The history of the forced removal of the Lakota Sioux from their lands, while it seems to have happened long ago, is vibrantly alive for the Indians living on the reservation today. Many of them can tell stories of how their parents were sent to faraway boarding schools and taught that their culture was inferior. The ban on Lakota culture and language was lifted only in 1971, well within the memory of many living adults.
The profound cultural trauma that these people have experienced has left many of them deeply hopeless and without a clear sense of their own future or destiny as a nation. Everywhere I went during a week I spent on the Pine Ridge Indian Reservation, I heard again the stories of the treaty of 1868, of the massacre at Wounded Knee, and of the theft of the sacred Black Hills which are held to be the origin of the Lakota people. I experienced the profound mistrust of outsiders, particularly white people. And I witnessed among some residents a sense of defeat far more profound than any I have observed in all my travels in less developed countries throughout the world.
On the reservation today, the only truly successful business is a gambling casino called Prairie Winds (Native Americans are exempt from state prohibitions on organised gambling). Unfortunately, but not surprisingly, many of those who lose money are themselves Native Americans. There is talk of developing wind power; so far these conversations have not led to substantial results. While there is also talk of oil and mineral resources, the Indians will not permit the sacred lands to be scarred with mines, and in a case of “environmental injustice”, new uranium mines off the reservation threaten to taint downstream Indian rivers with radioactive materials.
There are signs of hope, but these are few: two Native American brothers have been appointed to lead the Badlands National Park and Mount Rushmore. An image of the great Indian warrior Crazy Horse is being carved a few miles away from the images of the US presidents. A sacred Black Hills mountain, Bear Butte, is being closed to non-Indians during times when rituals are most important, although its peace is also gravely threatened by the opening of a nearby rifle range, and the bars, campgrounds, and concert venues have greatly offended the local tribes.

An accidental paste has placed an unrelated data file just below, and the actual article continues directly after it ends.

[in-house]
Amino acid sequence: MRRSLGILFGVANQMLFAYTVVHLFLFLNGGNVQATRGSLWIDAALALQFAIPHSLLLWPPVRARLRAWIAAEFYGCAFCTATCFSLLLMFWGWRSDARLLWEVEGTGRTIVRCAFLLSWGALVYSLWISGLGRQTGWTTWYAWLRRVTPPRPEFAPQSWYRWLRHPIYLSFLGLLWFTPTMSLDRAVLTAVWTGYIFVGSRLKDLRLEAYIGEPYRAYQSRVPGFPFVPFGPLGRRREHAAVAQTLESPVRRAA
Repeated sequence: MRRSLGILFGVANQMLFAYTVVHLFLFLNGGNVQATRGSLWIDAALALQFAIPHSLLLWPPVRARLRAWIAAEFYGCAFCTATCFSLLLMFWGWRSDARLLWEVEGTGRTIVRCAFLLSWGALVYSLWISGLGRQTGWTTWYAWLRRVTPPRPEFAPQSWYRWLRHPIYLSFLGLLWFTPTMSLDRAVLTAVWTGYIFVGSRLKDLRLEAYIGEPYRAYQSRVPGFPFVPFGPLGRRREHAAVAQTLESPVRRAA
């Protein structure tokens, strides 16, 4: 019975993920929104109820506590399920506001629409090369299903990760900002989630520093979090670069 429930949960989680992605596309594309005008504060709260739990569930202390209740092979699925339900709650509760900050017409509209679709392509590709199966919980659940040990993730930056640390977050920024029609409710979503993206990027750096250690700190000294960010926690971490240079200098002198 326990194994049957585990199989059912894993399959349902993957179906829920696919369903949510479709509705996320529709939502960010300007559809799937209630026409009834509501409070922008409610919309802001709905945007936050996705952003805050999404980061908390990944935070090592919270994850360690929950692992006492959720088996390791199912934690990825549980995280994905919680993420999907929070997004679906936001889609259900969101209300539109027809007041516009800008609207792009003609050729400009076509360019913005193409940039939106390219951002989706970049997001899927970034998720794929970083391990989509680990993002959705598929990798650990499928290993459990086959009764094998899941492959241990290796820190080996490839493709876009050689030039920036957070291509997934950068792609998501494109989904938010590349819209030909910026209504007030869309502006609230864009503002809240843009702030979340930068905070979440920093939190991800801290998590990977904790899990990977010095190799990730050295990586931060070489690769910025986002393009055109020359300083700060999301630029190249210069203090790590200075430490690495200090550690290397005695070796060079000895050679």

A college, the Oglala Lakota College, has been opened on the reservation, where it offers advanced degrees in Lakota studies, nursing, business, information science, social work and other relevant fields. A “Lakotafund” has been created to extend micro-credit to small businesses such as beadwork and other traditional handicrafts. Some who have left the reservation to pursue advanced degrees and learn skills in other parts of the country have returned to try to make a contribution back home.
Meanwhile, in Washington, DC, the National Museum of the American Indian, established in 1989 by an act of Congress in an effort to acknowledge the great wrong of our history, is managed by Native Americans, whose greatest desire is to convey the message that “we’re still here”. Whether the US president, Barack Obama, will encourage Congress to revisit the great question of ownership of the Black Hills, and whether there are symbolic measures that could be taken to help move the Sioux nation toward healing, remains to be seen.